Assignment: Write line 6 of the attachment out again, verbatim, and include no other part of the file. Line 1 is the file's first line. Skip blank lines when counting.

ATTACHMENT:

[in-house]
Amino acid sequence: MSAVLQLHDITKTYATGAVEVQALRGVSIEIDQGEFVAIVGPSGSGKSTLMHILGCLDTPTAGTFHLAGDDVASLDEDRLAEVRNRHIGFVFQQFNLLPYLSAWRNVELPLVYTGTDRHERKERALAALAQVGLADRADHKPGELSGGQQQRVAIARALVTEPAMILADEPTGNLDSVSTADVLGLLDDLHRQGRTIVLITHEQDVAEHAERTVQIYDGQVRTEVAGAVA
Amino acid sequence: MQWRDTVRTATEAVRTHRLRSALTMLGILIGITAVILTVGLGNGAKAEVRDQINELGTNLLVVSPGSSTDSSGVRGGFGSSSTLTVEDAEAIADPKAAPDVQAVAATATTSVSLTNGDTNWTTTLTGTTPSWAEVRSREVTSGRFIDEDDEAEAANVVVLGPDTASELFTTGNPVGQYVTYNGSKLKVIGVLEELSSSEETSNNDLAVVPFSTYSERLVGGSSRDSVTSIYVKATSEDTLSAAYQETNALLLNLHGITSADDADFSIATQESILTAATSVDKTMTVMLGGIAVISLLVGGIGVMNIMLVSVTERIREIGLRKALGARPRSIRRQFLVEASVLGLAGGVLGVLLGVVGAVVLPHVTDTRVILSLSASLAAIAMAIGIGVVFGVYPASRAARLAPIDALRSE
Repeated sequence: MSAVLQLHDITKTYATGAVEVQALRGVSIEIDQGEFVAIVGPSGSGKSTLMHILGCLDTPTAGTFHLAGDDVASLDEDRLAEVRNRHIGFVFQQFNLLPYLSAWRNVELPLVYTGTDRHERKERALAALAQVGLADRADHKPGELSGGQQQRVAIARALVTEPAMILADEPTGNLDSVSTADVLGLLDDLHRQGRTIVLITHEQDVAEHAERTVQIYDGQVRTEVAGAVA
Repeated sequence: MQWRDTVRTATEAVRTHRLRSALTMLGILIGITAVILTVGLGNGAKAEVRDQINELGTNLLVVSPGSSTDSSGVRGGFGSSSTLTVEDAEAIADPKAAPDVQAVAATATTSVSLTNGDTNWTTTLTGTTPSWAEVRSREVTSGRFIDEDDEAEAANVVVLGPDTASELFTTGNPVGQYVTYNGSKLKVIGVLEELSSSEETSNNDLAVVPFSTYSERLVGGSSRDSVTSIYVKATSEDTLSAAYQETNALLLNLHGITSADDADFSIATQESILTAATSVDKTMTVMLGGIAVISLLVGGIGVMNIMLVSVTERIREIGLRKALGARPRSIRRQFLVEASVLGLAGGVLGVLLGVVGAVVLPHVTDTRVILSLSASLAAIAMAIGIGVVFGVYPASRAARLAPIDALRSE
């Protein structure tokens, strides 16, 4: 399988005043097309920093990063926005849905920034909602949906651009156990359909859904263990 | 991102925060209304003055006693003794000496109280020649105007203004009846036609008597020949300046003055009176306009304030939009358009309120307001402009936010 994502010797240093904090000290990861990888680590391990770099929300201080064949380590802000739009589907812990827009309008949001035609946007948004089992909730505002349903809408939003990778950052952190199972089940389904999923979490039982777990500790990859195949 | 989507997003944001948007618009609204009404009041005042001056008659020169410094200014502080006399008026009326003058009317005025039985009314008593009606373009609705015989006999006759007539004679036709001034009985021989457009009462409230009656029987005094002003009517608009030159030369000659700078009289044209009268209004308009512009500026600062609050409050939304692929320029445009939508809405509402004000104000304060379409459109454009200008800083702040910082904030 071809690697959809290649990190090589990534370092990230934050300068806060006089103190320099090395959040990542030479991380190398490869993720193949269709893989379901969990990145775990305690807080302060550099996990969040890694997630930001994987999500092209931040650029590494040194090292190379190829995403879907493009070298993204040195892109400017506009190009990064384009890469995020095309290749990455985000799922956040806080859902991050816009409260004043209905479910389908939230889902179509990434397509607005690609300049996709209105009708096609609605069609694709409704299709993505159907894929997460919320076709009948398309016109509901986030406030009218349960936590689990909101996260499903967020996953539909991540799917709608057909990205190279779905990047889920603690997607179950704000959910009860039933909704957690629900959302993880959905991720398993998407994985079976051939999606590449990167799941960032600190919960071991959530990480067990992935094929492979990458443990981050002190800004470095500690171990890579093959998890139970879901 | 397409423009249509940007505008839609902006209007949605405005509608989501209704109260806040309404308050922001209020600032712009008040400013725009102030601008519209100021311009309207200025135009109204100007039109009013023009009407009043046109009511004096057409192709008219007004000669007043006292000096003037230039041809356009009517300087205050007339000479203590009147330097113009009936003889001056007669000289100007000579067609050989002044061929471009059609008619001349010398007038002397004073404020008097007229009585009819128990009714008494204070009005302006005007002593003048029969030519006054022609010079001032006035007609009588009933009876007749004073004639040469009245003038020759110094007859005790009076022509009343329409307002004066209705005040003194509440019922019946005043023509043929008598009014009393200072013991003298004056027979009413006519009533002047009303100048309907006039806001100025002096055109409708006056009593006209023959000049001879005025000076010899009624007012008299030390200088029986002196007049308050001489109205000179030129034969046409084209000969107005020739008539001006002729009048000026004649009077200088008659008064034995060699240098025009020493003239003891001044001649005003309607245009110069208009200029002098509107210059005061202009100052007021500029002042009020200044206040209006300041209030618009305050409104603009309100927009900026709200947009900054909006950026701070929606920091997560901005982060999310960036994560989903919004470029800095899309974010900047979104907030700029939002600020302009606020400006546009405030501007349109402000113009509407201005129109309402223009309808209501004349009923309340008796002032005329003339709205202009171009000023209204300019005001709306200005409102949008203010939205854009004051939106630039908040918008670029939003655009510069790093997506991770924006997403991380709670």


């Protein structure tokens, strides 16, 4: 399988005043097309920093990063926005849905920034909602949906651009156990359909859904263990 | 991102925060209304003055006693003794000496109280020649105007203004009846036609008597020949300046003055009176306009304030939009358009309120307001402009936010 994502010797240093904090000290990861990888680590391990770099929300201080064949380590802000739009589907812990827009309008949001035609946007948004089992909730505002349903809408939003990778950052952190199972089940389904999923979490039982777990500790990859195949 | 989507997003944001948007618009609204009404009041005042001056008659020169410094200014502080006399008026009326003058009317005025039985009314008593009606373009609705015989006999006759007539004679036709001034009985021989457009009462409230009656029987005094002003009517608009030159030369000659700078009289044209009268209004308009512009500026600062609050409050939304692929320029445009939508809405509402004000104000304060379409459109454009200008800083702040910082904030 071809690697959809290649990190090589990534370092990230934050300068806060006089103190320099090395959040990542030479991380190398490869993720193949269709893989379901969990990145775990305690807080302060550099996990969040890694997630930001994987999500092209931040650029590494040194090292190379190829995403879907493009070298993204040195892109400017506009190009990064384009890469995020095309290749990455985000799922956040806080859902991050816009409260004043209905479910389908939230889902179509990434397509607005690609300049996709209105009708096609609605069609694709409704299709993505159907894929997460919320076709009948398309016109509901986030406030009218349960936590689990909101996260499903967020996953539909991540799917709608057909990205190279779905990047889920603690997607179950704000959910009860039933909704957690629900959302993880959905991720398993998407994985079976051939999606590449990167799941960032600190919960071991959530990480067990992935094929492979990458443990981050002190800004470095500690171990890579093959998890139970879901 | 397409423009249509940007505008839609902006209007949605405005509608989501209704109260806040309404308050922001209020600032712009008040400013725009102030601008519209100021311009309207200025135009109204100007039109009013023009009407009043046109009511004096057409192709008219007004000669007043006292000096003037230039041809356009009517300087205050007339000479203590009147330097113009009936003889001056007669000289100007000579067609050989002044061929471009059609008619001349010398007038002397004073404020008097007229009585009819128990009714008494204070009005302006005007002593003048029969030519006054022609010079001032006035007609009588009933009876007749004073004639040469009245003038020759110094007859005790009076022509009343329409307002004066209705005040003194509440019922019946005043023509043929008598009014009393200072013991003298004056027979009413006519009533002047009303100048309907006039806001100025002096055109409708006056009593006209023959000049001879005025000076010899009624007012008299030390200088029986002196007049308050001489109205000179030129034969046409084209000969107005020739008539001006002729009048000026004649009077200088008659008064034995060699240098025009020493003239003891001044001649005003309607245009110069208009200029002098509107210059005061202009100052007021500029002042009020200044206040209006300041209030618009305050409104603009309100927009900026709200947009900054909006950026701070929606920091997560901005982060999310960036994560989903919004470029800095899309974010900047979104907030700029939002600020302009606020400006546009405030501007349109402000113009509407201005129109309402223009309808209501004349009923309340008796002032005329003339709205202009171009000023209204300019005001709306200005409102949008203010939205854009004051939106630039908040918008670029939003655009510069790093997506991770924006997403991380709670």